Wednesday, August 13, 2008

Esteban Colbert Tells Stephen Colbert to Kiss Jorge Ramos on the Lips

Jorge Ramos, whose appeals for Latino immigrant inclusion don't go any further than claiming they'd make good "Americans" because they love "family" and are good "Christians," appeared on the Colbert Report last night. Colbert's alter ego, Esteban Colbert, sets the stage for the kiss with "las chicas Colbert." He was funnier on Strangers with Candy as the erstwhile closeted homosexual Chuck Noblet. So much opportunity, such limited imaginings.

Friday, August 1, 2008

The Imperiled Latina Body

A pregnant woman, Juana Villegas, got pulled over for a routine traffic infraction. As an undocumented immigrant, she was jailed and forced to give labor while cuffed to the hospital bed as a sheriff's officer stood guard over her. Under Federal Immigration and Customs Enforcement Agreement "287G," which gives immigration enforcement powers to county officers, police can exceed their authority when they act on immigration laws they are not fully trained to enforce.

See Julia Preston's story in the New York Times, "Immigrant, Pregnant, Is Jailed Under Pact"

Wednesday, July 2, 2008

Tuesday, July 1, 2008

Students Pressure Princeton for Latino Studies Program

Hispanic Scholars, Students Pressure Princeton for Latino Studies Program

by Ibram Rogers

For more than 30 years, students have been urging the administration to bring Latino studies to Princeton University. Students have met with university officials over the years and staged a famous sit-in with Asian students in 1995, but those efforts didn’t bear much fruit.

“The university has had the opportunity since the ’70s to begin to increase the number of Latino faculty and to build Latino studies and they just haven’t,” says Dr. Raul A. Ramos, assistant professor of history at the University of Houston and 1989 Princeton graduate. “There is a huge student demand and it’s a demand that has been there a long time.”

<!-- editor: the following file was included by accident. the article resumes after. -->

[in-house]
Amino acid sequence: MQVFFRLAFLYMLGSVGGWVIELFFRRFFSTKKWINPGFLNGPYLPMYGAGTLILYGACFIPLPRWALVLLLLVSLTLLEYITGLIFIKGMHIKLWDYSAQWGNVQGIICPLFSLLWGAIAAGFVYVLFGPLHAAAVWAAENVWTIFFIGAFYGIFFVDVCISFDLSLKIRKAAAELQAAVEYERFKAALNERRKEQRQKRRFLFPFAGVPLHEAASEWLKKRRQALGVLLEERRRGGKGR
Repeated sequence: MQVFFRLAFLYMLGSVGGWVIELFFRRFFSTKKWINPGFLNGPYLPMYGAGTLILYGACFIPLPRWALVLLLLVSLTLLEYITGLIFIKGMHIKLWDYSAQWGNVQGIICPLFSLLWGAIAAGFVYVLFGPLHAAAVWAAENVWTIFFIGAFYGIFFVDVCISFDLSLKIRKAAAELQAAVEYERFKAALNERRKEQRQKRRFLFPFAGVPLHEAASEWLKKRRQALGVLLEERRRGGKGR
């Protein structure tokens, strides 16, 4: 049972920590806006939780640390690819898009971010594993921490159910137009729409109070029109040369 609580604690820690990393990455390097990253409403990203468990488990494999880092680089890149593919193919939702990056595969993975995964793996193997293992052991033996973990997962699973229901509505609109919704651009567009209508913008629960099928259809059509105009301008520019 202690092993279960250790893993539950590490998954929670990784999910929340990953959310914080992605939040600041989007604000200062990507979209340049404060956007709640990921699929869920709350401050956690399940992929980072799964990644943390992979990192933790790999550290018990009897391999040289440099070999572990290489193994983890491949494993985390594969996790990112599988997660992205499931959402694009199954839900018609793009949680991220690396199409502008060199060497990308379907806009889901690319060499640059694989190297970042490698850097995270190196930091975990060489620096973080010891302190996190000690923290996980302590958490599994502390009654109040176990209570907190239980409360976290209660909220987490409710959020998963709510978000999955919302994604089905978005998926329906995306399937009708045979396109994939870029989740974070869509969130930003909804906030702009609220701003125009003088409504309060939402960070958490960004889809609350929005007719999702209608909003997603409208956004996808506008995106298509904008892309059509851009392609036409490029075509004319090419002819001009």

It appears that Princeton may finally defer to the three decades of demands due to the latest efforts by Hispanic students, aided by a group of Latino alumni. A Center for Latino Studies with a certificate program modeled after Princeton’s nationally renowned Center for African American Studies could come on board as earlier as the fall of 2009, says Victoria C. Laws, who led the student movement for Latino studies and helped write the proposal for the center.

“We are dealing with a new administration, one that is open to change and a little more cognizant of the need for a Latino studies program, and also the changing demographics in this nation,” says Laws, who graduated from Princeton in the spring. “It is undeniable now that not having Latino studies would really leave Princeton students in a deficit in terms of their education.”

The adding of one or two Latino courses will not “cut it” this time, adds Dr. Aldo Lauria-Santiago, a 1981 graduate of Princeton.

“There is a pressing need to provide Latino students at Princeton with a sense of their own presence in the curriculum, which is something that was very hard to find when I was there,” says Lauria-Santiago, associate professor and chairperson of Rutgers University’s department of Latino and Hispanic Caribbean Studies.

The most recent efforts to initiate Latino studies began in the fall of 2006 when Latino students were discussing their frustration with Hispanic Heritage Month. That discussion mushroomed into in a series of meetings in which students talked about the lack of resources, lack of knowledge about how to access resources and not having a Latino studies program, among other issues.

“These meetings would go on for hours,” Laws says. “And people would come with their laptops and take notes. We had 70 pages of notes that came out of those meetings.”

Over the summer of 2007, the students took those notes and wrote a 16-page report on the state of Hispanics at Princeton, mentioning the lack of access to mentors and the meager 1.9 percent of Hispanic full-time faculty at Princeton, Laws says. They released it during the first week of school in September 2007.

“It was really a way of getting the administration’s attention, getting faculty members attention, so that they would be more supportive of it instead of just demanding something out of nowhere,” Laws says. “It wasn’t just complaining. There was a set of clear and structured recommendations as to how the university could address the problems that were raised.”

In November, students talked about the report in a campus wide forum, and the following month Laws and Princeton sociology professor Marta Tienda began working on a proposal for the center that the university is now reviewing. Tienda and Princeton administrators did not want to comment on the issue until the discussions progress further about the center.